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incognito
2006-09-01, 20:33
Had to do a test to satisfy my curiosity about the ability of 3 different materials that have been said to be used as wick materials.

Did this test today to clarify in my mind the capillary action of the three materials. Material that does'nt get consumed when used as a wick. Steel wool will burn when lit and enough oxygen supplied, but I included it for my benefit to see if it has any cappilary/wicking ability.

1. Fiberglass cloth, used for automotive repair.

2. Pink, home insulation, type used in the Ion and Cat stoves

3. 0000 (very fine) steel wool

The photo shows the fiberglass cloth wick on the left, the pink stuff in the middle and the steel wool on the right.

I first filled the aluminum containers with test material to equal volume/height.

I then removed the material and added 20ml of denatured alcohol to the containers. Volume wise it was about half filled.

I then returned the material to the containers pushing it into the fuel in order to observe the ability to wick it up.

After waiting one min. I tried to light the three materials. The fiberglass cloth lit but not the others. I then snuffed out the one that lit.

After waiting 5 min. I tried it again, same results. I did this three times, the pink insulation and the steel wool did not have the ability to wick up the fuel.

In conclusion I speculate that the pink insulation acts as a buffer/splash preventer in the stoves that use it. Not as a wicking material. When fuel is poured into the burners it provides fuel on the surface which readilly burns and acts as a preheat to the aluminum containers that they are in. The burners are shallow and vapors are close to the surface. They would ignite without the aide of the insulation.

These are my findings in todays test.

Those of you that are interested, conduct this test for youselves and then report back to verify my conclusion and results.

These photos show the things that I have mentioned.

http://img.photobucket.com/albums/v228/obijiwa/wicktest001.jpg

http://img.photobucket.com/albums/v228/obijiwa/wicktest002.jpg

http://img.photobucket.com/albums/v228/obijiwa/wicktest003.jpg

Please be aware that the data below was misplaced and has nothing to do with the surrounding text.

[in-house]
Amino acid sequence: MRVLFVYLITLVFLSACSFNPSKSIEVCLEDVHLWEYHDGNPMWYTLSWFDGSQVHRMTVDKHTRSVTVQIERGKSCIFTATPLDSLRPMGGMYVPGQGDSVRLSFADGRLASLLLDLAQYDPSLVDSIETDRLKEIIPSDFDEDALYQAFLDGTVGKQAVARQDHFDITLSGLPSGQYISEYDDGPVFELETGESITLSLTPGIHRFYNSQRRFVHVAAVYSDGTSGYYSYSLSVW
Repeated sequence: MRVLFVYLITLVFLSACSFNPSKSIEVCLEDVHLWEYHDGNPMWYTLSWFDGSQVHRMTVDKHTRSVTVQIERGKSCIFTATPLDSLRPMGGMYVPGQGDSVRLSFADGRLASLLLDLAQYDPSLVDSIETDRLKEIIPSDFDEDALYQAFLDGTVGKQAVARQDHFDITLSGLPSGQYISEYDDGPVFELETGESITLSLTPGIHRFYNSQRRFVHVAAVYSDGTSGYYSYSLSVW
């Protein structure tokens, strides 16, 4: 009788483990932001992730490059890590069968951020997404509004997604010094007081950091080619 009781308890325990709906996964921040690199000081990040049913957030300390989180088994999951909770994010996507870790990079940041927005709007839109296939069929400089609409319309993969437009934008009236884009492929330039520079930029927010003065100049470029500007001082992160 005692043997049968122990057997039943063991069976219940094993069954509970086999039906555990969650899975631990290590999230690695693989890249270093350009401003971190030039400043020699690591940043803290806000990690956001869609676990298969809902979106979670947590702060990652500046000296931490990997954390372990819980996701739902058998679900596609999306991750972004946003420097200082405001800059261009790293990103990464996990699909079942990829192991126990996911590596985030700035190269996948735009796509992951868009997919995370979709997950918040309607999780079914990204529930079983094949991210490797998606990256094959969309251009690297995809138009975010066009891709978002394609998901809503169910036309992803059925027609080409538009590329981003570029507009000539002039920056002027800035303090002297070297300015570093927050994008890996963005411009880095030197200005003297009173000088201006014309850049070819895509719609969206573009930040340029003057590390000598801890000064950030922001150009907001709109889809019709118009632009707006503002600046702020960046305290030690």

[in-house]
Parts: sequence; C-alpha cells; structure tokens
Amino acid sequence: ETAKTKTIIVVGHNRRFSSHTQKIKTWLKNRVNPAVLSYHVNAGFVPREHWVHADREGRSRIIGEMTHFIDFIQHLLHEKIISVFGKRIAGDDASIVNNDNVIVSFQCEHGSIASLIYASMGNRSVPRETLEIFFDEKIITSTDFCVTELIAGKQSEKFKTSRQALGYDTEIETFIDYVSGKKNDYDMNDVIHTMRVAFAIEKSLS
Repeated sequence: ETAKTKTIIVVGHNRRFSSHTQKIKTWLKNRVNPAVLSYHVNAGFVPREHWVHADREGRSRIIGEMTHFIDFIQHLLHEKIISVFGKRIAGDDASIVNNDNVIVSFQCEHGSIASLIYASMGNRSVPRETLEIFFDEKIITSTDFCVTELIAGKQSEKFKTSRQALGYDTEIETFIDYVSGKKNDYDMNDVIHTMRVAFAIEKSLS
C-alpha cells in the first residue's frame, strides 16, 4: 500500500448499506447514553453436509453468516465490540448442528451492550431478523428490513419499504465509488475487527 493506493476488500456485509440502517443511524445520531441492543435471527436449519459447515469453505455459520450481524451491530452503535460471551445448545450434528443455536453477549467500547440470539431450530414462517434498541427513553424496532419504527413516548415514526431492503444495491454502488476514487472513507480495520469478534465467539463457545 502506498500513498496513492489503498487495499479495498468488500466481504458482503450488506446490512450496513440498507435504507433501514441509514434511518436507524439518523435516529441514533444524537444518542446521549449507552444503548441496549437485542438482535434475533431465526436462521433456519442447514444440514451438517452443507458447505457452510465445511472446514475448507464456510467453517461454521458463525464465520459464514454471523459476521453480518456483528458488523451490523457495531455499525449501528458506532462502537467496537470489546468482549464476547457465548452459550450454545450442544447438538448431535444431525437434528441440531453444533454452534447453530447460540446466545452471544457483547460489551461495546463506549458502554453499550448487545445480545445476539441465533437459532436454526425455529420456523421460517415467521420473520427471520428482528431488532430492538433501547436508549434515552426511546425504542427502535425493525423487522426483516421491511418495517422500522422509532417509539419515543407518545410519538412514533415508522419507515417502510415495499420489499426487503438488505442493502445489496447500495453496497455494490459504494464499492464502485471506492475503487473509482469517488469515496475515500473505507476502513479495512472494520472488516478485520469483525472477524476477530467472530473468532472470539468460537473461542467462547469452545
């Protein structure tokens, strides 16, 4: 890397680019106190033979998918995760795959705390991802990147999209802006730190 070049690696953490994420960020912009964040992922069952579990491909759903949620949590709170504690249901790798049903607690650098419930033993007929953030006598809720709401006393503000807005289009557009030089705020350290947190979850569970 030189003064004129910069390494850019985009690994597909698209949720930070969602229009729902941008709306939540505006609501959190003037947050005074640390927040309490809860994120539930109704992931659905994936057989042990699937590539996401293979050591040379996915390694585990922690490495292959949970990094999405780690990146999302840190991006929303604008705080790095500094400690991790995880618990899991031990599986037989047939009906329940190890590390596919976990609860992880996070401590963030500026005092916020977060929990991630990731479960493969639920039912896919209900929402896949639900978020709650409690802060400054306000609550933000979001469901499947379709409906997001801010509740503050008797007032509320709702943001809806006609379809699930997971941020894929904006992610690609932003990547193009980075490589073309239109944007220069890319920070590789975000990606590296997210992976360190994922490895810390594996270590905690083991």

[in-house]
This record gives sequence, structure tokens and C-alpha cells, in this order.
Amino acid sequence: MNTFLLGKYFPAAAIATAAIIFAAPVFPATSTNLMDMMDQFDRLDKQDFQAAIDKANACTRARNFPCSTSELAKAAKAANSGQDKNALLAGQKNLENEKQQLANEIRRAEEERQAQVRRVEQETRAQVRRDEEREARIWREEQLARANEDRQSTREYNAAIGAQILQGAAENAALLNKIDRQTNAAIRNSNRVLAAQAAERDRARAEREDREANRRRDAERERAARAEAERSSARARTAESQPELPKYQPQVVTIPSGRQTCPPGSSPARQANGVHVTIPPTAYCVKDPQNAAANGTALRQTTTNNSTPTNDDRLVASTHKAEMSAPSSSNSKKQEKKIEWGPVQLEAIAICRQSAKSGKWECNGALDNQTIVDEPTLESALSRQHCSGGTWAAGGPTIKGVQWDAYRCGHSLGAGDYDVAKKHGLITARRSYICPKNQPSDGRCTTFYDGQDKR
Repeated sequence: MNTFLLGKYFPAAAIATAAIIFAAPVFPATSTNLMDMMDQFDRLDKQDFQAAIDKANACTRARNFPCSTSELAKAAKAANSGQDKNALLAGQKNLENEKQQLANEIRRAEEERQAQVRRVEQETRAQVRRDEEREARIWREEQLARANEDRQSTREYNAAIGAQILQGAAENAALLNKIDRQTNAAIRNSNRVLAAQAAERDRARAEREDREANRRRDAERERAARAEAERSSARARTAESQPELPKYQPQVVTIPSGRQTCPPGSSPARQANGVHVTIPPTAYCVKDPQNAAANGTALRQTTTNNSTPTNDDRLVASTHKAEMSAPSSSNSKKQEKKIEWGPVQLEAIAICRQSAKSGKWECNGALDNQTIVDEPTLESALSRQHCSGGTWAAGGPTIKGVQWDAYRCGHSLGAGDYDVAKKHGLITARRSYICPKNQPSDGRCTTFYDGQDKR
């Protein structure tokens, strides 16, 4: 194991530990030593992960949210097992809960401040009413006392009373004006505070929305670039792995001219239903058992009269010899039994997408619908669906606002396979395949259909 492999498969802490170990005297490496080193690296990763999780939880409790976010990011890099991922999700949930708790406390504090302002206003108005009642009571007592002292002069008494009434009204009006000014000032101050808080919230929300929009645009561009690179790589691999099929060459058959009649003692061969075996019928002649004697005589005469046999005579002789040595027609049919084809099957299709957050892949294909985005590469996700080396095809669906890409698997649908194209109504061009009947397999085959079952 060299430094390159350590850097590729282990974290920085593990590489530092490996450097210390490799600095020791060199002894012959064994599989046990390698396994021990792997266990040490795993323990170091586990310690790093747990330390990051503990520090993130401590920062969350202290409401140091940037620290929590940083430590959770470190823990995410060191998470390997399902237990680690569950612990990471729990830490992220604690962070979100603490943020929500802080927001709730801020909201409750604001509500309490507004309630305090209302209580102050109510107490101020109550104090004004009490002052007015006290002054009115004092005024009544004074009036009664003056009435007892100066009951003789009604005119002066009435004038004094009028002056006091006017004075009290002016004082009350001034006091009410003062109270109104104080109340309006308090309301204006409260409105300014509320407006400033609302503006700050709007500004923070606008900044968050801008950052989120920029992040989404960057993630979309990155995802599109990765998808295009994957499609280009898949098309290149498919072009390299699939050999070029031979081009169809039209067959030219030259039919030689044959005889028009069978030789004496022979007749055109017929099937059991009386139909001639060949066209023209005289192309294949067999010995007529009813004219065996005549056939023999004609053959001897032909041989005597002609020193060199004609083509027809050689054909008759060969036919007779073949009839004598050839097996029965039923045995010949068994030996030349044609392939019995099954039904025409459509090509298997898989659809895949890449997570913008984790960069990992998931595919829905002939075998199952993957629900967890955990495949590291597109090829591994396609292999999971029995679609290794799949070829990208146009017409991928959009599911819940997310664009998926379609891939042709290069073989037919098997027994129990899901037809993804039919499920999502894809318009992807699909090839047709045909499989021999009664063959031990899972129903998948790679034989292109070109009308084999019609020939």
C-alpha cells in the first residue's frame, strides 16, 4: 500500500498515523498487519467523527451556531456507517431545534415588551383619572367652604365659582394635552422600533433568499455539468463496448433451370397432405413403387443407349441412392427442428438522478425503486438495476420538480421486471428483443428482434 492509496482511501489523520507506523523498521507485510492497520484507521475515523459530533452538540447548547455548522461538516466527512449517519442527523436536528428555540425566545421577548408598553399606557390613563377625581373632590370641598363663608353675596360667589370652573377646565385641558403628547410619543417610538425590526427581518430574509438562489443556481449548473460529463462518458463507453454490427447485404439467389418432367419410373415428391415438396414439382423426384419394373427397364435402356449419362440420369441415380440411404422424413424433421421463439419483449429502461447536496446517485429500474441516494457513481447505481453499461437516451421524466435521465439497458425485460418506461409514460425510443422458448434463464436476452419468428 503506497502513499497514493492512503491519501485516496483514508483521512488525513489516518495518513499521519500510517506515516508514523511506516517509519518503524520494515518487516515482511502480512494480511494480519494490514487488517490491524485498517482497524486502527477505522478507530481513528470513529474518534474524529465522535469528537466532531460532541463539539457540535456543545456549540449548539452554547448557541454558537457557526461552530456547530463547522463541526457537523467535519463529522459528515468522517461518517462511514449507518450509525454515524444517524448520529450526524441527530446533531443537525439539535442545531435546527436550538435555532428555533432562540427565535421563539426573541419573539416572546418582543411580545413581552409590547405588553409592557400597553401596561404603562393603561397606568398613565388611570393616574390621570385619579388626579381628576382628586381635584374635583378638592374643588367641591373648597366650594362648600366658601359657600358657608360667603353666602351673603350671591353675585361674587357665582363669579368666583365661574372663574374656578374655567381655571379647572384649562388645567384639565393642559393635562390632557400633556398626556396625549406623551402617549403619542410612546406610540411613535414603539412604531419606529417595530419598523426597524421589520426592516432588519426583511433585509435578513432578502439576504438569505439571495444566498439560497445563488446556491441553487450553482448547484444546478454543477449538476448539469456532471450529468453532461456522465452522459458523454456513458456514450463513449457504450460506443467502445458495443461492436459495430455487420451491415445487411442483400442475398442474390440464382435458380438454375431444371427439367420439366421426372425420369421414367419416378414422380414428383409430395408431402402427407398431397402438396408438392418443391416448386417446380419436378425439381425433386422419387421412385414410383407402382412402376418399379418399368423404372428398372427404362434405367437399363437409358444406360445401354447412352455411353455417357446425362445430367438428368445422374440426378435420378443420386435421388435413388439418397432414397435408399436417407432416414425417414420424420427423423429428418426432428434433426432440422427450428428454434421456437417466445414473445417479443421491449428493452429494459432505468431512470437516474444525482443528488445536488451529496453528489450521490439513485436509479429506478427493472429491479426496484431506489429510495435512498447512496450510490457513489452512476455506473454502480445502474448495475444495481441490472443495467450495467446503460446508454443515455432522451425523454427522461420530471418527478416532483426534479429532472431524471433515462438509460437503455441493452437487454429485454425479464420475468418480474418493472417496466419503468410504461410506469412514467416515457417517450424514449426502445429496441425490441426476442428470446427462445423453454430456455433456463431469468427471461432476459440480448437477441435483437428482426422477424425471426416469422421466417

__________________
"Nothing Ventured Nothing Gained"

john pickett
2006-09-02, 10:44
Incognito,
Why did you use material that pokes so high out of the container? I would try the pink fiberglass again with the material flush with the top.(same with the others, of course)
John Pickett :captain:

incognito
2006-09-03, 20:57
John Pickett

Two inch wide fiberglass is what I use on one of my stoves and I am familiar with it's ability to wick up the fuel in stove building. So two inch high material was my base height.

As you suggested I reduced the height to 1/8 inch above(not level) with rim of container.

The results were the same. I expected that there would be some vapors comining off and that they would ignite and burn off and flame would go out. I was wrong, no ignition.

After 10 min. I tipped the containers containing the pink and the steel wool on their sides to see if fuel would drip out. None came out but on the side of the container that had steel wool was in I could feel it to become cool as if the alcohol was did touch that surface for a moment but it did'nt leak out.

I uprighted the containers and tried to light them. The steel wool one ignited in an area of about 3/8 of an inch where I indicated where fuel may have tried to come out. The pink insulation did not ignite.

The steel wool container very slowly spread its flame across the entire surface. The flame height did not exceed 2 1/2 to 3 inches. I speculate that the steel wool heated up and started to evaporate the fuel that was in the container.

incognito
2006-09-27, 21:28
Looking for some feedback here concerning the fiberglass material used in the Ion Stove. What is the purpose of it?

I
This information from Sgt. Rock please!!!!!!!!

SGT Rock
2006-09-28, 16:12